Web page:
Introducing Optimizely One: An OS for marketing

Optimizely rebrands its platform as well as announcing a partnership with enterprise AI platform Writer.

Digital experience platform Optimizely has rebranded its main offering as “Optimizely One,” seeking to offer the flexibility of composability as well as the simplicity of a single workflow. It also announced a rebranding of its proprietary AI capabilities as Optimizely Opal, as well as a new partnership with generative AI content platform Writer.

Also, for the first time its core low/no-code CMS offering will be available as a SaaS product rather than just PaaS (the PaaS option will still exist). These announcements, together with a series of new products, came at this week’s Opticon conference in San Diego.

Optimizely One. Optimizely One is both fully composable and fully connected. Composability offers the possibility of integrating solutions from third-party vendors into the platform. Optimizely’s solutions are offered à la carte. Its core solutions include its CMS and its Content Management Platform (CMP), but customers can add, for example, third-party digital asset management instead of using Optimizely’s DAM.

Nevertheless the Optimizely components within the platform are fully connected, creating the possibility of a unified workflow.

Opal and Writer. As admitted in a release, Opal is really a “new identity” for long-established Optimizely capabilities including AI-powered content and product recommendations and personalization. Additionally, it refers to newer genAI capabilities for creating content within the CMP.

The bigger news is the partnership with Writer that will bring the AI-based content creation platform’s capabilities directly into Optimizely workflows. Writer identifies itself as an enterprise-grade genAI platform focused on B2B needs, with a proprietary large language model (as well as access to others in the ecosystem) and significant security and compliance features. It offers, for example, compliance with HIPAA as well as with consumer financial regulations.

Why we care. At first sight, it might appear that calling a platform that is still composable “Optimizely One” — and presenting flexibility and simplicity as if they weren’t opposed concepts in this context — might just be a question of branding. That would not be entirely fair.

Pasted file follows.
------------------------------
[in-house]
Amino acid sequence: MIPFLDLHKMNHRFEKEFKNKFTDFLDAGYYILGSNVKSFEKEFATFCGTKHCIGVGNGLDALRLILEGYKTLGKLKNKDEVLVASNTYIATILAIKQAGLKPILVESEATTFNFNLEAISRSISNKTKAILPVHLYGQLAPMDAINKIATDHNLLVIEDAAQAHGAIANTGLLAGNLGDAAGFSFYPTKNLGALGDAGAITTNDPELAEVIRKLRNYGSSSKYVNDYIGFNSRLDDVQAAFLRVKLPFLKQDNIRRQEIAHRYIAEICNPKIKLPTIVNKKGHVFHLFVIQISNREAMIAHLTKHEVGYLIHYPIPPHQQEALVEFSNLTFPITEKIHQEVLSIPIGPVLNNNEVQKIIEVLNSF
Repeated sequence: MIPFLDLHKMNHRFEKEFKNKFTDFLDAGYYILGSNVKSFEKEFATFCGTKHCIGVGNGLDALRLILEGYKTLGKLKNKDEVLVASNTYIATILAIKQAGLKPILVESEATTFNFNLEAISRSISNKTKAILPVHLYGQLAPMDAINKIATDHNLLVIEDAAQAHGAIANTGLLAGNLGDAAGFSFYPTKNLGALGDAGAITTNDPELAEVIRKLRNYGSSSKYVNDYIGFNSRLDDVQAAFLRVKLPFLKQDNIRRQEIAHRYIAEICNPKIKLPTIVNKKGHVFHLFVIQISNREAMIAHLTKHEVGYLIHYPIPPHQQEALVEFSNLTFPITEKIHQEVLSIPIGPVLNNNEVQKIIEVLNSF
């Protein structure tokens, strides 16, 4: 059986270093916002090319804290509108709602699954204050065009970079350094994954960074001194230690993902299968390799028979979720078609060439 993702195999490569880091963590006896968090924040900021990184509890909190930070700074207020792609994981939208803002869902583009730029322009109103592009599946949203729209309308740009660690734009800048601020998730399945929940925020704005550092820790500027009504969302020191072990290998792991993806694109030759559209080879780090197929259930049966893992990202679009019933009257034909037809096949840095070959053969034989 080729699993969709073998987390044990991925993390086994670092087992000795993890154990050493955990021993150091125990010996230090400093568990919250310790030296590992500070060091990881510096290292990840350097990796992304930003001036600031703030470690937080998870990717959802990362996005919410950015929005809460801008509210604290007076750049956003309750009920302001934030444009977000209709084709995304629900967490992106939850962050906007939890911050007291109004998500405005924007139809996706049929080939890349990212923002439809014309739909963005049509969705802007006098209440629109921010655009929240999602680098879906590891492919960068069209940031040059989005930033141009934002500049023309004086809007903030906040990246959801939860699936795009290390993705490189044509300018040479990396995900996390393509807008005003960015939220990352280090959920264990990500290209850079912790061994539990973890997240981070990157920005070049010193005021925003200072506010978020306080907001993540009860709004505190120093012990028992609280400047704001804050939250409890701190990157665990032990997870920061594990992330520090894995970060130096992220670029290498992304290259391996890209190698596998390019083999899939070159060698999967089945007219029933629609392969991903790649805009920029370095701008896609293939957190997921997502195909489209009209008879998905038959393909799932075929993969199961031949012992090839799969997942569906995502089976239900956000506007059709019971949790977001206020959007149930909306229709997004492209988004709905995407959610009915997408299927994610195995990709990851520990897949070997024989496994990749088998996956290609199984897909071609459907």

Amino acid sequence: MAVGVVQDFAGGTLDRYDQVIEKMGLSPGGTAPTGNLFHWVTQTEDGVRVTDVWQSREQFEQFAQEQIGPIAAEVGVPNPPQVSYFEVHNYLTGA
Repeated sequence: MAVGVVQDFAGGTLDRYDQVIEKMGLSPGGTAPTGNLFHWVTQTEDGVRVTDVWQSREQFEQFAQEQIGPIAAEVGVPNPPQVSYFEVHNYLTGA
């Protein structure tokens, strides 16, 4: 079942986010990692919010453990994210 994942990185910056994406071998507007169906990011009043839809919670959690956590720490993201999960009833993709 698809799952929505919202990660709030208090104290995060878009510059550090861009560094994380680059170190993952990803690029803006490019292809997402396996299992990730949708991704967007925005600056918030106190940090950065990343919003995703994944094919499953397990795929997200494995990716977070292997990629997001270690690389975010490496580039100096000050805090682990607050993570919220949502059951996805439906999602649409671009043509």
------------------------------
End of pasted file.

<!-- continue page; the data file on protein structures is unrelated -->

The rebranding signals, rather, if not the end of a journey, then a significant milestone. In 2021 and 2022, Optimizely, along with a number of major competitors — notably Sitecore — made a significant number of acquisitions. Among Optimizely’s acquisitions, for example, was Welcome (formerly NewsCred), now the CMP.

The acquired solutions, as well as core components like the CMS, are now stitched together so that users can move easily between them (as shown in a series of Opticon mainstage demos). While customers can still integrate non-Optimizely solutions with the platform, to the extent they are using the native solutions they are now using “One” connected platform.


Additional product announcements. Optimizely’s other announcements at Opticon included:

  • Experiment Collaboration. A dashboard offering full, cross-organization visibility into the use of Optimizely’s experimentation capabilities. Optimizely itself frequently has more than 50 experiments running at any one time. This is aimed at offering transparency into the hypotheses being tested and the progress being made.
  • Graph. A central hub for aggregating content from any source and delivering it to any channel.
  • Visual experience builder. A no-code, drag-and-drop tool to actually build visual experiences, not just preview them.

Those customers that opt for the new SaaS-based CMS will benefit from automatic upgrades rather than the periodic release of new versions.


The post Introducing Optimizely One: An OS for marketing appeared first on MarTech.


About the author

Kim Davis

Kim Davis is the Editorial Director of MarTech. Born in London, but a New Yorker for over two decades, Kim started covering enterprise software ten years ago. His experience encompasses SaaS for the enterprise, digital- ad data-driven urban planning, and applications of SaaS, digital technology, and data in the marketing space. He first wrote about marketing technology as editor of Haymarket’s The Hub, a dedicated marketing tech website, which subsequently became a channel on the established direct marketing brand DMN. Kim joined DMN proper in 2016, as a senior editor, becoming Executive Editor, then Editor-in-Chief a position he held until January 2020. Prior to working in tech journalism, Kim was Associate Editor at a New York Times hyper-local news site, The Local: East Village, and has previously worked as an editor of an academic publication, and as a music journalist. He has written hundreds of New York restaurant reviews for a personal blog, and has been an occasional guest contributor to Eater.